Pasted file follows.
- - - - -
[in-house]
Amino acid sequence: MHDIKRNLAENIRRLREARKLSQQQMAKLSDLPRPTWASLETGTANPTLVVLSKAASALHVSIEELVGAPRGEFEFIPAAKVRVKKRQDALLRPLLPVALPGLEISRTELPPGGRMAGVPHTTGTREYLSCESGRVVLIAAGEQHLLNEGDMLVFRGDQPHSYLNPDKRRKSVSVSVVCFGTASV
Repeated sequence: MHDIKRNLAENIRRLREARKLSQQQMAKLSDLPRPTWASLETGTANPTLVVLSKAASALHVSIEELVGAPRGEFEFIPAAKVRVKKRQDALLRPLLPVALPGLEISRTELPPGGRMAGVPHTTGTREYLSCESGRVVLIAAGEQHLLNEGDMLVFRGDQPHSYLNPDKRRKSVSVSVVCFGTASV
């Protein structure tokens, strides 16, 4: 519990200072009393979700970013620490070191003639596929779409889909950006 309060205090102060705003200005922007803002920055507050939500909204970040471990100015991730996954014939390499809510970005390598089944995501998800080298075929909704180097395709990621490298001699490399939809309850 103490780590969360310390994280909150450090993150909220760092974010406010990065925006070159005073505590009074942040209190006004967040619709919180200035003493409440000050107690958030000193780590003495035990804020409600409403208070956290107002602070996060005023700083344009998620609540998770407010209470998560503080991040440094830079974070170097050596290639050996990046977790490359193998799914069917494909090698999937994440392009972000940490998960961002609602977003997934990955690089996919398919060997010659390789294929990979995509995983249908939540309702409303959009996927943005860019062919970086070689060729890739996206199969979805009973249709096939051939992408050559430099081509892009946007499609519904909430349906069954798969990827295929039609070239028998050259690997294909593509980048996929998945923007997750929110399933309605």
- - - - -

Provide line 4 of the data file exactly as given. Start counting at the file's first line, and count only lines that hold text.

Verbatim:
């Protein structure tokens, strides 16, 4: 519990200072009393979700970013620490070191003639596929779409889909950006 309060205090102060705003200005922007803002920055507050939500909204970040471990100015991730996954014939390499809510970005390598089944995501998800080298075929909704180097395709990621490298001699490399939809309850 103490780590969360310390994280909150450090993150909220760092974010406010990065925006070159005073505590009074942040209190006004967040619709919180200035003493409440000050107690958030000193780590003495035990804020409600409403208070956290107002602070996060005023700083344009998620609540998770407010209470998560503080991040440094830079974070170097050596290639050996990046977790490359193998799914069917494909090698999937994440392009972000940490998960961002609602977003997934990955690089996919398919060997010659390789294929990979995509995983249908939540309702409303959009996927943005860019062919970086070689060729890739996206199969979805009973249709096939051939992408050559430099081509892009946007499609519904909430349906069954798969990827295929039609070239028998050259690997294909593509980048996929998945923007997750929110399933309605």